Adjacent Meridian Point,
Archlight Drama Company’s Paul Cullen talks about taking on Macbeth, coming to The Whale on September 9th, 10th & 11th…
Why take on a play that’s over 400 years old? What does a play like Macbeth offer a theatre going audience of 2022?
These were key questions I asked myself when we decided to take on one of Shakespeare’s most famous tragedies.
Let’s look at the main theme of Macbeth — the destruction wrought when ambition goes unchecked by moral constraints.
It finds its most powerful expression in the play’s two main characters. Macbeth is a courageous Scottish general who is not naturally inclined to commit evil deeds, yet he deeply desires power and advancement. He kills Duncan against his better judgment and afterward stews in guilt and paranoia. Toward the end of the play, he descends into a kind of frantic, boastful madness. Lady Macbeth, on the other hand, pursues her goals with greater determination, yet she is less capable of withstanding the repercussions of her immoral acts. One of Shakespeare’s most forcefully drawn female characters, she spurs her husband mercilessly to kill Duncan and urges him to be strong in the murder’s aftermath, but she is eventually driven to distraction by the effect of Macbeth’s repeated bloodshed on her conscience.
In each case, ambition — helped, of course, by the malign prophecies of the weird sisters — is what drives the couple to ever more terrible atrocities. The problem, the play suggests, is that once one decides to use violence to further one’s quest for power, it is difficult to stop. There are always potential threats to the throne — Banquo, Fleance, Macduff — and it is always tempting to use violent means to dispose of them.
I think the one thing that jumped out at me, as a director, was how we see aspects of Macbeth in many of our recent and current world leaders. See the parallels for yourself; a successful man, emboldened by enablers and associates, rises to the most powerful role in the kingdom. Whilst in power the whole world can see that with his volatile temperament, his rampant narcissism, his past bad behaviour, his lack of morals, and his duplicity, he is completely unsuitable for leadership. Macbeth will do whatever it takes to stay in power.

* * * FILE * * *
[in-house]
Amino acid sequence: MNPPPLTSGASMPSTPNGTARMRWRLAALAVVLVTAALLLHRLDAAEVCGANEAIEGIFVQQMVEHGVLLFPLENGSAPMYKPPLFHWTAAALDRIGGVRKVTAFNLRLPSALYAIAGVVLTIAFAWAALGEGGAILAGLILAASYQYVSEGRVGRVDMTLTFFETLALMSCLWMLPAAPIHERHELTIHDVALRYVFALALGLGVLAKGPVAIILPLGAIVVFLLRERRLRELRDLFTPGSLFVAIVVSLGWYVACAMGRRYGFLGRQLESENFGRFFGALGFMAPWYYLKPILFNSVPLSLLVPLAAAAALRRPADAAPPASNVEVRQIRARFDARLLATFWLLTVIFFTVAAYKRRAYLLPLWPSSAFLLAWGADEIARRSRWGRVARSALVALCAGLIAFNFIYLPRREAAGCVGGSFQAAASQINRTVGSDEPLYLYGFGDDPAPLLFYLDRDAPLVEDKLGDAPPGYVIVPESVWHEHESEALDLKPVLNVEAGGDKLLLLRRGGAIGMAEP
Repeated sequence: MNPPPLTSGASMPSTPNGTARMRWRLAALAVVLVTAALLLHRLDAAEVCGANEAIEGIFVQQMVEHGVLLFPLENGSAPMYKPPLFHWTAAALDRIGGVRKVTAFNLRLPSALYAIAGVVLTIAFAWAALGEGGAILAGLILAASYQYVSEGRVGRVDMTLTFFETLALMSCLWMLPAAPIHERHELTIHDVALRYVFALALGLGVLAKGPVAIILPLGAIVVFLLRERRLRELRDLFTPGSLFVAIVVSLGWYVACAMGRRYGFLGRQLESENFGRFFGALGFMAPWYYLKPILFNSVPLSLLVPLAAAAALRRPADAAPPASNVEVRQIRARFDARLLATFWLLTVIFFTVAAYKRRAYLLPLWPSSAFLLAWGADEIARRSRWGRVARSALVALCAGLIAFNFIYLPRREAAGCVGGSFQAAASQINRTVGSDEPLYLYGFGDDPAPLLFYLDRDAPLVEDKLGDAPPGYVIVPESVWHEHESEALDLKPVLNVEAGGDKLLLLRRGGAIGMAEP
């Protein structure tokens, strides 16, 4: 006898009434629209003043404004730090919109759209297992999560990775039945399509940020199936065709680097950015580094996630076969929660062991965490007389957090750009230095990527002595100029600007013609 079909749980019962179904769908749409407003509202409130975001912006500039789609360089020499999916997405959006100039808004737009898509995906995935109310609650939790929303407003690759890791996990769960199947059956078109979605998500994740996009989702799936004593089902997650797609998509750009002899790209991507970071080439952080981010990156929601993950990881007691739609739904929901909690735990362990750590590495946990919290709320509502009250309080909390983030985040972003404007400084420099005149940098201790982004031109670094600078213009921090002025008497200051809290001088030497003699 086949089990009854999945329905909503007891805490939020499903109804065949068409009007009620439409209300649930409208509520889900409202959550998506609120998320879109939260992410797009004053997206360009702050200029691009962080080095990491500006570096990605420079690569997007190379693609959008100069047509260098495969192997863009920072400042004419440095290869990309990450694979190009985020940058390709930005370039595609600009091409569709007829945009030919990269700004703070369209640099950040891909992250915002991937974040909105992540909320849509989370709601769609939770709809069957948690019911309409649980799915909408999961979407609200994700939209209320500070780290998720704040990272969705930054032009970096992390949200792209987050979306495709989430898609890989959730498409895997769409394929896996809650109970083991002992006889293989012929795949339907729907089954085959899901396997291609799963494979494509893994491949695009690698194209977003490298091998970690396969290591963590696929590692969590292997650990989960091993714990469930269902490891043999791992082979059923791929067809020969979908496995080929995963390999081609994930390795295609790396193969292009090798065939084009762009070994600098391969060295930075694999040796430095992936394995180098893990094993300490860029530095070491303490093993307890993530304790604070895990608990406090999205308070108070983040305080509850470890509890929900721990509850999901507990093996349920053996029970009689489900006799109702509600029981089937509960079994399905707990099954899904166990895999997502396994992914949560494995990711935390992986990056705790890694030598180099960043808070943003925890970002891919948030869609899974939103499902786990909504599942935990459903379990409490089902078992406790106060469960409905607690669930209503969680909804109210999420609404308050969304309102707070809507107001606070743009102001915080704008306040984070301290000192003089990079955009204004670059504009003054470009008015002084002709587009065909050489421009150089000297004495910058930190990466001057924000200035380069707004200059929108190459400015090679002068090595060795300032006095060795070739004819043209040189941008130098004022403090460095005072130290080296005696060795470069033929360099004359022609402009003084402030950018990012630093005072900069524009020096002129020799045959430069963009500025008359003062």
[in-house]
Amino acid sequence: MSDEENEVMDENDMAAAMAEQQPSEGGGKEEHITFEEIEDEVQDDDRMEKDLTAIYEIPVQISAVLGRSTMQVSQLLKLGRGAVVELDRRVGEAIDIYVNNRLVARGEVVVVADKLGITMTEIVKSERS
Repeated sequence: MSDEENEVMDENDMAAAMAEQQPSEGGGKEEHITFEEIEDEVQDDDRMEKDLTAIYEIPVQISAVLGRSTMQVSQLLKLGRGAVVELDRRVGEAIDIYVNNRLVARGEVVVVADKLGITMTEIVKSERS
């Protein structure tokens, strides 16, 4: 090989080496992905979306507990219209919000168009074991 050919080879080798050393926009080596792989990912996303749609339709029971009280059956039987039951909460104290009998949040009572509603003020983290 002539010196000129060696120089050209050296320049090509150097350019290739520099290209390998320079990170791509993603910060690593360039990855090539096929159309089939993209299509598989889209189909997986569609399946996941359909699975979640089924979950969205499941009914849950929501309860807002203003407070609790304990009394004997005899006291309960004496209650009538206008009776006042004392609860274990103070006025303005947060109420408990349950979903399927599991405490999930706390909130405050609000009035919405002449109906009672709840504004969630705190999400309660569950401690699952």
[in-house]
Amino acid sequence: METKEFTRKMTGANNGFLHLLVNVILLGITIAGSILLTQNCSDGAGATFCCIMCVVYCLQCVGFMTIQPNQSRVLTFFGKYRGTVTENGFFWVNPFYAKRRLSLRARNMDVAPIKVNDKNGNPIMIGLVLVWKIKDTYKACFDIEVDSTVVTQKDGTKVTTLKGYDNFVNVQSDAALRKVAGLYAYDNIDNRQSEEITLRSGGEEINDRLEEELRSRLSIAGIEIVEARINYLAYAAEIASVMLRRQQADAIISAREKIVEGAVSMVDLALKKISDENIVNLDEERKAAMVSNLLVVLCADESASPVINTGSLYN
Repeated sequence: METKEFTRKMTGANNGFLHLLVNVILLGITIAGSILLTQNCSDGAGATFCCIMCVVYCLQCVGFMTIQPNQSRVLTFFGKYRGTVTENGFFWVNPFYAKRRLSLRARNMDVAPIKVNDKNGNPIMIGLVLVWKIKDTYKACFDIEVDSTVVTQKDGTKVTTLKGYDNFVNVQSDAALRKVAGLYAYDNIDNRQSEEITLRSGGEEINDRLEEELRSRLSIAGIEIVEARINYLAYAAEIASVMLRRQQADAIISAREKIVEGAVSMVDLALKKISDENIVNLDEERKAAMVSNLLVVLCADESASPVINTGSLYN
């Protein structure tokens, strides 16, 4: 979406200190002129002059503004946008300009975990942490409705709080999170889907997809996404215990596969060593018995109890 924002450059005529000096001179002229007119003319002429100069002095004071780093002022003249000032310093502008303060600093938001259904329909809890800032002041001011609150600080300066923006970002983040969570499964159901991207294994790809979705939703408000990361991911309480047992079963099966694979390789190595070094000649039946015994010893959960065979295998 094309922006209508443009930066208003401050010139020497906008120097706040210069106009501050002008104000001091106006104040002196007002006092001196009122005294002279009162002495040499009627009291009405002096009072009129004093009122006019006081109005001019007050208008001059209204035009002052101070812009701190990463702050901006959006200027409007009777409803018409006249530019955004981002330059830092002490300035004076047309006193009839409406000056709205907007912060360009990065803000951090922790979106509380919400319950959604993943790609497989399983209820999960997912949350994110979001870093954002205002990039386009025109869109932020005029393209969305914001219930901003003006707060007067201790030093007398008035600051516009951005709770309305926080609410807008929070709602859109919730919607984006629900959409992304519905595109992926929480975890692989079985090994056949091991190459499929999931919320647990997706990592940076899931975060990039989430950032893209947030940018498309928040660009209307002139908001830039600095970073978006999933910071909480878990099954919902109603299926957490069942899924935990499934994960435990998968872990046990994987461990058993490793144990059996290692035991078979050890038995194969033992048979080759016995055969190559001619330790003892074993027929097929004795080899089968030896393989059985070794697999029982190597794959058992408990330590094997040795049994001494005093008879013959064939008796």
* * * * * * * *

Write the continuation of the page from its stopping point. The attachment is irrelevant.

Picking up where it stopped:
As his behaviour becomes more and more erratic, the court and nobles begin to become suspicious and wary, with some abandoning him and going into exile. Many of these former supporters are now only interested in their own political survival. And yet Macbeth still believes he is untouchable and fights right until the end.
He has insulted so many, said so many outrageous things, that there is no turning back. It’s all about self-preservation now. Deny the allegations, destroy his accusers, pile lie upon lie, and tell everyone how the establishment is conspiring against him. With so much political intrigue around the world in recent years, the play Macbeth was just screaming out to be produced.
In recent years, many filmmakers have taken on the challenge of presenting Macbeth to a cinema-going audience and many fine actors have taken on the role of the titular king, including Denzel Washington, Patrick Stewart, Michael Fassbender and Sam Worthington. Macbeth is a magnet for movie-makers. It has obvious attractions: it is short, atmospheric, confronts the nature of evil, and is open to adaptation.
So yes, there are many screen versions of Macbeth for you to enjoy, but there is nothing quite like live theatre to engage an audience. Theatre is alive and three-dimensional with audiences sharing an experience and space with both the actors performing and their fellow audience members. Films and television don’t provide the exact sense of participation and intimacy that live performances have. This sharing of experiences with live actors and audiences is a valuable and necessary component for human connection.
Stories are told by living, breathing people, which cultivates empathy with audiences. Storytelling is one of the oldest human impulses, and live performances provide an outlet for the most powerful manifestation of this impulse. We have a need to tell our stories and to hear other people’s stories.
Everyone has a distinct and unique experience when watching a play – something that can never be replicated. It’s exciting and exhilarating every time…
The relevance of Shakespeare is timeless, and his relevance in the 21st century can’t be denied. He is still popular today because he understands how the human mind works as well as, or better than, any other writer.
He portrays the most complex themes of human life with such ease and prowess; the way Shakespeare depicts murder, ambition, love, revenge, betrayal, and hatred, flames the fire within our souls. Our beliefs, assumptions, and prejudices are constantly challenged by Shakespeare. He created profound and complex characters that are extraordinarily heroic, gut-wrenchingly tragic, irredeemably villainous, hopelessly romantic, and immediately identifiable.
Shakespeare remains woven into the fabric of the English language and will continue to be popular as long as time exists.
Arclight Theatre Company presents William Shakespeare’s Macbeth, directed by Paul Cullen, at the Whale Theatre, Greystones from September 9th-11th. Tickets and further information at www.whaletheatre.ie.